towards resource extraction, industrial output per capita starts to fall – in the book, from about 2015.
As pollution mounts and industrial input into agriculture falls, food production per capita falls. Health and
education services are cut back, and that combines to bring about a rise in the death rate from about 2020. Global
population begins to fall from about 2030, by about half a billion people per decade. Living conditions fall to
levels similar to the early 1900s.
It’s essentially resource constraints that bring about global collapse in the book. However, Limits to Growth
does factor in the fallout from increasing pollution, including climate change. The book warned carbon dioxide
emissions would have a “climatological effect” via “warming the atmosphere”.
As the graphs show, the University of Melbourne research has not found proof of collapse as of 2010
(although growth has already stalled in some areas). But in Limits to Growth those effects only start to bite
around 2015-2030.
The first stages of decline may already have started. The Global Financial Crisis of 2007-08 and ongoing
economic malaise may be a harbinger of the fallout from resource constraints. The pursuit of material wealth
contributed to unsustainable levels of debt, with suddenly higher prices for food and oil contributing to defaults –
and the GFC.
The issue of peak oil is critical. Many independent researchers conclude that “easy” conventional oil
production has already peaked. Even the conservative International Energy Agency has warned about peak oil.
Peak oil could be the catalyst for global collapse. Some see new fossil fuel sources like shale oil, tar sands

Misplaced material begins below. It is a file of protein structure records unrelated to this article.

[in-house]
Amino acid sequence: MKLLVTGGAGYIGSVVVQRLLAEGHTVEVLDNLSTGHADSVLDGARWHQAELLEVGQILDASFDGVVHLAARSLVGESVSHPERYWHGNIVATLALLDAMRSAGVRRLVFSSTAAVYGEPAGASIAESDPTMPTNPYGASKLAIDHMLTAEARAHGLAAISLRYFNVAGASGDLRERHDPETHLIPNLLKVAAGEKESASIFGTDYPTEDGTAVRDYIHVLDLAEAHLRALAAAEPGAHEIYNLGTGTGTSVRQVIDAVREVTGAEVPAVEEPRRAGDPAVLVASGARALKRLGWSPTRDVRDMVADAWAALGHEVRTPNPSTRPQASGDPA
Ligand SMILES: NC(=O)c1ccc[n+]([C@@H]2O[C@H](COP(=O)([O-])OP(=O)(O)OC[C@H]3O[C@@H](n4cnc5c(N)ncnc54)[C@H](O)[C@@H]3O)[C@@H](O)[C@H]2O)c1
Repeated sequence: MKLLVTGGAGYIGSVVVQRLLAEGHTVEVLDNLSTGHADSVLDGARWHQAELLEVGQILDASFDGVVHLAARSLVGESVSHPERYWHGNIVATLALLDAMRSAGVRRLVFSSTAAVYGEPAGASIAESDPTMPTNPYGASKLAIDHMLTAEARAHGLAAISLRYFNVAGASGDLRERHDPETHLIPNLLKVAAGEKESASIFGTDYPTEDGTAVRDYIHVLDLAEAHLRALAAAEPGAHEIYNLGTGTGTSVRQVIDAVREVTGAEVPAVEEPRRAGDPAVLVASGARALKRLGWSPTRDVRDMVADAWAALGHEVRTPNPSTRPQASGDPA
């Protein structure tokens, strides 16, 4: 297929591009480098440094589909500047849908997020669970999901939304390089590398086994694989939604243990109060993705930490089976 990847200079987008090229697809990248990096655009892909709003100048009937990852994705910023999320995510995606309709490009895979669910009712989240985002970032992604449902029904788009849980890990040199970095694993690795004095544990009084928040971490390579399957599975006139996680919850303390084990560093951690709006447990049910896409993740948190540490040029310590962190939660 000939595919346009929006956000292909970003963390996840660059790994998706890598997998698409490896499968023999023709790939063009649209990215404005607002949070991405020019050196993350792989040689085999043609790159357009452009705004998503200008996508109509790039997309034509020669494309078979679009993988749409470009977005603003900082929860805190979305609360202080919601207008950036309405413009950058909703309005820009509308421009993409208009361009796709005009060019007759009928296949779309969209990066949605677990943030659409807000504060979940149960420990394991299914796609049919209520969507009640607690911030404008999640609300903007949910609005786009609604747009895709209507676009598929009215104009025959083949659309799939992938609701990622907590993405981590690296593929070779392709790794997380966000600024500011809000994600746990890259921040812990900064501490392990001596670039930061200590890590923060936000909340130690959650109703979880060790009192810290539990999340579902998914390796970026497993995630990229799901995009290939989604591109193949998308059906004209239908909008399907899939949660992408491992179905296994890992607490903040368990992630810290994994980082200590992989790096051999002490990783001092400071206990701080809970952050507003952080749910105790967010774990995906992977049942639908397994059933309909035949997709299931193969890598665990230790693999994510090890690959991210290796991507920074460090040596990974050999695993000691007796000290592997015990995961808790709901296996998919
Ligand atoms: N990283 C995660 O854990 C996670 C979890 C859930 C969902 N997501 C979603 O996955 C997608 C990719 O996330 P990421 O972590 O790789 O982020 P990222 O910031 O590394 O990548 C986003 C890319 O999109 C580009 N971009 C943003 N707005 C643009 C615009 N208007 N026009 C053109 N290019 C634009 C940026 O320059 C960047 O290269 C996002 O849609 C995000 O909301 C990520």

and coal seam gas as saviours, but the issue is how fast these resources can be extracted, for how long, and at
what cost. If they soak up too much capital to extract the fallout would be widespread.
Our research does not indicate that collapse of the world economy, environment and population is a
certainty. Nor do we claim the future will unfold exactly as the MIT researchers predicted back in 1972. Wars
could break out; so could genuine global environmental leadership. Either could dramatically affect the trajectory.
But our findings should sound an alarm bell. It seems unlikely that the quest for ever-increasing growth can
continue unchecked to 2100 without causing serious negative effects – and those effects might come sooner than
we think.
It may be too late to convince the world’s politicians and wealthy elites to chart a different course. So to the
rest of us, maybe it’s time to think about how we protect ourselves as we head into an uncertain future.
As Limits to Growth concluded in 1972:
If the present growth trends in world population, industrialisation, pollution, food production, and resource
depletion continue unchanged, the limits to growth on this planet will be reached sometime within the next one
hundred years. The most probable result will be a rather sudden and uncontrollable decline in both population and
industrial capacity.

So far, there’s little to indicate they got that wrong.